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Old Wednesday 12th December 2018, 09:53   #37
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Thanks to all having contributed here to the question regarding performance of boosters in front of the objective.


https://www.scopelist.com/BE10xT-Bin...er-901793.aspx

Why did Safran/Vectronic disregard the drawbacks seemingly inherent in the concept with such an expensive booster dedicated to an equally expensive binocular. The dedicated residual light amplifier (night vision adapter) to the Vector fits after the eyepiece however.

http://precisionrifleblog.com/2013/1...tor-23-review/

The poor vision performance of Vector - booster combination shown here in comparison seems to confirm earlier statements.

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Old Thursday 13th December 2018, 20:07   #38
Binastro
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Thanks Hans for the link to the Vector 23 test.

However, some points I don't like.
The test does not specify the exact accuracy at 18 miles.
One would need to take GPS measurements at the start and end points to get 10 yard accuracy with a hand held unit or better with surveyors equipment. I don't accept makers specs unless confirmed.
And also a second method, perhaps triangulation.

I don't like the reviewers use of 10x zoom, when I think he means 10x magnification boosted from 7x.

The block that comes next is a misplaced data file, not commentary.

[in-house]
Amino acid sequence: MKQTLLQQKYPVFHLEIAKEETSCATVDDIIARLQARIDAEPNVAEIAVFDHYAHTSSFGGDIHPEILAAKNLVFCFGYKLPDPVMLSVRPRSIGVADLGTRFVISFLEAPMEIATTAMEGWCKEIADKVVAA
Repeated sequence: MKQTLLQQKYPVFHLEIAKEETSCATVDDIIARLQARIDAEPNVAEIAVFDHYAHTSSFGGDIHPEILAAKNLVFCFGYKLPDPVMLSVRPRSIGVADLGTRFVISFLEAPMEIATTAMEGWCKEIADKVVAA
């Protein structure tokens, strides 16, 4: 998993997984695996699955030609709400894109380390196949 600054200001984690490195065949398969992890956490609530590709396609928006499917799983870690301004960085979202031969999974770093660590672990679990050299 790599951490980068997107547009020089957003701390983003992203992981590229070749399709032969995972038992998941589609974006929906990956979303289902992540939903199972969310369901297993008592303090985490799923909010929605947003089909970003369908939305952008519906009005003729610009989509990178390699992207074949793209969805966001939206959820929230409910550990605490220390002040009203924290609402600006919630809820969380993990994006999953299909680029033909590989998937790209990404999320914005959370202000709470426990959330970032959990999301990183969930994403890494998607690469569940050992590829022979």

It doesn't zoom 10x, I think.
The cost of $2,000 is interesting for a 1.4x Galilean binocular. It might need special glass to work.

My old 7x Leica moncular RF works well through glass up to about 1000 yards.
But I haven't checked its real accuracy.

905nm lasers can probably be seen on a digital camera screen, even a cheap one. I don't think it needs anything fancy. I use this for infra red T.V. remotes.

The Disto 120 yard RF gives inclination. I can't remember if compass reading also. It doesn't seem to work through glass.

I fancy a Vector 23, but its a bit pricey.

As to front teleconverters.
It may be that the old Bushnell one for 7x35 Porros works better than my 1.75x Canon, because the aperture is only 32mm or 33mm instead of 65mm.
The Canon has very curved glass, the Bushnell maybe less so.

Galilean army glasses are 5x possibly 6x and are O.K. but very small fields.
Some Galileans have compound optics with high quality glass types and maybe good design, so probably work better than the 3 element Canon 1.75x.
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Old Friday 14th December 2018, 10:53   #39
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Further regarding the Vector 23 rangefinder binocular review.

If my memory is correct I read a long time ago about adaptive optics for large telescopes.
An infra red star was projected on a layer of the atmosphere 90km? up in the sky.